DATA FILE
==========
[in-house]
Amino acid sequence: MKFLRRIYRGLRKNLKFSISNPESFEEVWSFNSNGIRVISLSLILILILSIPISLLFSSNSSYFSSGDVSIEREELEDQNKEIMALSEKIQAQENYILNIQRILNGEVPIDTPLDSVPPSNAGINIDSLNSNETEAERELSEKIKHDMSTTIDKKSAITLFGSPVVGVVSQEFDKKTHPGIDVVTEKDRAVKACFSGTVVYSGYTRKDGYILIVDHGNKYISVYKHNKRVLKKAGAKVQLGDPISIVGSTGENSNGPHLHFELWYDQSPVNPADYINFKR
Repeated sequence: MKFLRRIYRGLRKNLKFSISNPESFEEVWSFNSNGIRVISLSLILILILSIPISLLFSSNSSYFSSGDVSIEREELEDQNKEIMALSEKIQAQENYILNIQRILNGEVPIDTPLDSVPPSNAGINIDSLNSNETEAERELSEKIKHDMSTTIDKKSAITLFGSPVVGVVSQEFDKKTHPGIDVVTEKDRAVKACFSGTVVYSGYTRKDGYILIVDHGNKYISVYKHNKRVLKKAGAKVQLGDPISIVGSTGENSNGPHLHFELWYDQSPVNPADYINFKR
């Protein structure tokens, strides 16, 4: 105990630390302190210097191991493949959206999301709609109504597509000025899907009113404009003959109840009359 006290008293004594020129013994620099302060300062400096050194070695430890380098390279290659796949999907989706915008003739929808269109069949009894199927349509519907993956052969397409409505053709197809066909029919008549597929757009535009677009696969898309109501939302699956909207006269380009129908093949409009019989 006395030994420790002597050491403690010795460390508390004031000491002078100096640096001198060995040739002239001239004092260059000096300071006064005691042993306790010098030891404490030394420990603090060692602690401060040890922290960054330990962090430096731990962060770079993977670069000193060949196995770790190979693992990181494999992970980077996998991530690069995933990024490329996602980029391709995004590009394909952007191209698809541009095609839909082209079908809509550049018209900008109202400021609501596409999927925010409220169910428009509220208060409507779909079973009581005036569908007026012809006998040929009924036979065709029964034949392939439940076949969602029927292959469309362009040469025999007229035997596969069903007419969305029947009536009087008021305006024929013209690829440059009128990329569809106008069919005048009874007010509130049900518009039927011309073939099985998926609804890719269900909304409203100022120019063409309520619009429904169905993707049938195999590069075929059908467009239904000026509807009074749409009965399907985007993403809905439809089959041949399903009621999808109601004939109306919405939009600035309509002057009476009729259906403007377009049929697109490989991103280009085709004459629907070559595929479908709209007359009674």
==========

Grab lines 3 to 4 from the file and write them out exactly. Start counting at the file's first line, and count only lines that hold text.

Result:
Repeated sequence: MKFLRRIYRGLRKNLKFSISNPESFEEVWSFNSNGIRVISLSLILILILSIPISLLFSSNSSYFSSGDVSIEREELEDQNKEIMALSEKIQAQENYILNIQRILNGEVPIDTPLDSVPPSNAGINIDSLNSNETEAERELSEKIKHDMSTTIDKKSAITLFGSPVVGVVSQEFDKKTHPGIDVVTEKDRAVKACFSGTVVYSGYTRKDGYILIVDHGNKYISVYKHNKRVLKKAGAKVQLGDPISIVGSTGENSNGPHLHFELWYDQSPVNPADYINFKR
């Protein structure tokens, strides 16, 4: 105990630390302190210097191991493949959206999301709609109504597509000025899907009113404009003959109840009359 006290008293004594020129013994620099302060300062400096050194070695430890380098390279290659796949999907989706915008003739929808269109069949009894199927349509519907993956052969397409409505053709197809066909029919008549597929757009535009677009696969898309109501939302699956909207006269380009129908093949409009019989 006395030994420790002597050491403690010795460390508390004031000491002078100096640096001198060995040739002239001239004092260059000096300071006064005691042993306790010098030891404490030394420990603090060692602690401060040890922290960054330990962090430096731990962060770079993977670069000193060949196995770790190979693992990181494999992970980077996998991530690069995933990024490329996602980029391709995004590009394909952007191209698809541009095609839909082209079908809509550049018209900008109202400021609501596409999927925010409220169910428009509220208060409507779909079973009581005036569908007026012809006998040929009924036979065709029964034949392939439940076949969602029927292959469309362009040469025999007229035997596969069903007419969305029947009536009087008021305006024929013209690829440059009128990329569809106008069919005048009874007010509130049900518009039927011309073939099985998926609804890719269900909304409203100022120019063409309520619009429904169905993707049938195999590069075929059908467009239904000026509807009074749409009965399907985007993403809905439809089959041949399903009621999808109601004939109306919405939009600035309509002057009476009729259906403007377009049929697109490989991103280009085709004459629907070559595929479908709209007359009674």